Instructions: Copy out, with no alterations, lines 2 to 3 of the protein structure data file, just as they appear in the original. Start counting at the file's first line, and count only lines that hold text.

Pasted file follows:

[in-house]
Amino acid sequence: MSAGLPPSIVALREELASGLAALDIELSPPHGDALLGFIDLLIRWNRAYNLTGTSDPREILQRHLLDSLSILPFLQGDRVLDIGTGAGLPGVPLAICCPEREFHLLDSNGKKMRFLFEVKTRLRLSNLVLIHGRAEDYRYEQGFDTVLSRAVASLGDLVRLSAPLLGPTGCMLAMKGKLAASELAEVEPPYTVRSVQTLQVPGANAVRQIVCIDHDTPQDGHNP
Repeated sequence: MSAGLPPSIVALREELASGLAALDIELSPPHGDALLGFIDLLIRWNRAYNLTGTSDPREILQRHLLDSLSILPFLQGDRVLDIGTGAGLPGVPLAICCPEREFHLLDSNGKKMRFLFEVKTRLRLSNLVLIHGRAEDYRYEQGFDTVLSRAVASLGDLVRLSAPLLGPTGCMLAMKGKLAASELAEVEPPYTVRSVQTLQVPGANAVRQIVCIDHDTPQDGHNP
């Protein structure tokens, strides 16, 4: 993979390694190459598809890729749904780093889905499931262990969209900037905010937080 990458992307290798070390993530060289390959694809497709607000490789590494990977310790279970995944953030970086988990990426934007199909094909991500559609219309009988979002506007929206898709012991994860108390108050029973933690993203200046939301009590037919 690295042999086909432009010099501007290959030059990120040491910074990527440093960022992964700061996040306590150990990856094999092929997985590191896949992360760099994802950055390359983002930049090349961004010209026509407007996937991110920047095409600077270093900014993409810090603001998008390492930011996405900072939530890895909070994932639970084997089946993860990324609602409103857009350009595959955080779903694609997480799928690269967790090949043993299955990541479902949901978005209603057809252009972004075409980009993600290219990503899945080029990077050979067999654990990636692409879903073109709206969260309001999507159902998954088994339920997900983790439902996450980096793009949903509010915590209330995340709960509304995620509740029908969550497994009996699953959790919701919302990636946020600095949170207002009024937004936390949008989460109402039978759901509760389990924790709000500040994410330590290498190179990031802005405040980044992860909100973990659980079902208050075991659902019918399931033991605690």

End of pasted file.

Amino acid sequence: MSAGLPPSIVALREELASGLAALDIELSPPHGDALLGFIDLLIRWNRAYNLTGTSDPREILQRHLLDSLSILPFLQGDRVLDIGTGAGLPGVPLAICCPEREFHLLDSNGKKMRFLFEVKTRLRLSNLVLIHGRAEDYRYEQGFDTVLSRAVASLGDLVRLSAPLLGPTGCMLAMKGKLAASELAEVEPPYTVRSVQTLQVPGANAVRQIVCIDHDTPQDGHNP
Repeated sequence: MSAGLPPSIVALREELASGLAALDIELSPPHGDALLGFIDLLIRWNRAYNLTGTSDPREILQRHLLDSLSILPFLQGDRVLDIGTGAGLPGVPLAICCPEREFHLLDSNGKKMRFLFEVKTRLRLSNLVLIHGRAEDYRYEQGFDTVLSRAVASLGDLVRLSAPLLGPTGCMLAMKGKLAASELAEVEPPYTVRSVQTLQVPGANAVRQIVCIDHDTPQDGHNP